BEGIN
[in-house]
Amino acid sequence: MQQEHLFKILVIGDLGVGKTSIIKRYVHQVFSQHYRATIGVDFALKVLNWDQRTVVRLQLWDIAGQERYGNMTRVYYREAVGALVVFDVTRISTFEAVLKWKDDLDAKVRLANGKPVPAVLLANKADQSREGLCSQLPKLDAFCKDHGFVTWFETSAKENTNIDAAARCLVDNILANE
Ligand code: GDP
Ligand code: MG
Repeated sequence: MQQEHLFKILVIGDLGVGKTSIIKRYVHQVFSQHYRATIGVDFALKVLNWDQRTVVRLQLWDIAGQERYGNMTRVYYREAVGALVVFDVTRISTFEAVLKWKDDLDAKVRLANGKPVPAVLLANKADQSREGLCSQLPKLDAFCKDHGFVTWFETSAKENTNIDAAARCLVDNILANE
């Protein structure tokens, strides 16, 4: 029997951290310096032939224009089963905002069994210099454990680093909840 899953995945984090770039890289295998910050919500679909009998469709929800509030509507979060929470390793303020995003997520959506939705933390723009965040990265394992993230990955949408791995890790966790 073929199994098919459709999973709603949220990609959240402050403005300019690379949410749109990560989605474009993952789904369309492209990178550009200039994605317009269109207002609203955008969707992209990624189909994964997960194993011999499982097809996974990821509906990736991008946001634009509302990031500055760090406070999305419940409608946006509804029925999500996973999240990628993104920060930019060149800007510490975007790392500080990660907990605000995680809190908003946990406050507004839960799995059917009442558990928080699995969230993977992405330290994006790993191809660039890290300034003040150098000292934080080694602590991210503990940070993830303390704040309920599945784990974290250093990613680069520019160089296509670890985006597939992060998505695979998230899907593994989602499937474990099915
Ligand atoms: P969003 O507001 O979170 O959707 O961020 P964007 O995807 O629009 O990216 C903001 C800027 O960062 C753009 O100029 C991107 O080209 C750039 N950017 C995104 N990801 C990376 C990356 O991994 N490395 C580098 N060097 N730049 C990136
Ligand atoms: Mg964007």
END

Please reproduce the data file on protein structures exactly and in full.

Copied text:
[in-house]
Amino acid sequence: MQQEHLFKILVIGDLGVGKTSIIKRYVHQVFSQHYRATIGVDFALKVLNWDQRTVVRLQLWDIAGQERYGNMTRVYYREAVGALVVFDVTRISTFEAVLKWKDDLDAKVRLANGKPVPAVLLANKADQSREGLCSQLPKLDAFCKDHGFVTWFETSAKENTNIDAAARCLVDNILANE
Ligand code: GDP
Ligand code: MG
Repeated sequence: MQQEHLFKILVIGDLGVGKTSIIKRYVHQVFSQHYRATIGVDFALKVLNWDQRTVVRLQLWDIAGQERYGNMTRVYYREAVGALVVFDVTRISTFEAVLKWKDDLDAKVRLANGKPVPAVLLANKADQSREGLCSQLPKLDAFCKDHGFVTWFETSAKENTNIDAAARCLVDNILANE
């Protein structure tokens, strides 16, 4: 029997951290310096032939224009089963905002069994210099454990680093909840 899953995945984090770039890289295998910050919500679909009998469709929800509030509507979060929470390793303020995003997520959506939705933390723009965040990265394992993230990955949408791995890790966790 073929199994098919459709999973709603949220990609959240402050403005300019690379949410749109990560989605474009993952789904369309492209990178550009200039994605317009269109207002609203955008969707992209990624189909994964997960194993011999499982097809996974990821509906990736991008946001634009509302990031500055760090406070999305419940409608946006509804029925999500996973999240990628993104920060930019060149800007510490975007790392500080990660907990605000995680809190908003946990406050507004839960799995059917009442558990928080699995969230993977992405330290994006790993191809660039890290300034003040150098000292934080080694602590991210503990940070993830303390704040309920599945784990974290250093990613680069520019160089296509670890985006597939992060998505695979998230899907593994989602499937474990099915
Ligand atoms: P969003 O507001 O979170 O959707 O961020 P964007 O995807 O629009 O990216 C903001 C800027 O960062 C753009 O100029 C991107 O080209 C750039 N950017 C995104 N990801 C990376 C990356 O991994 N490395 C580098 N060097 N730049 C990136
Ligand atoms: Mg964007």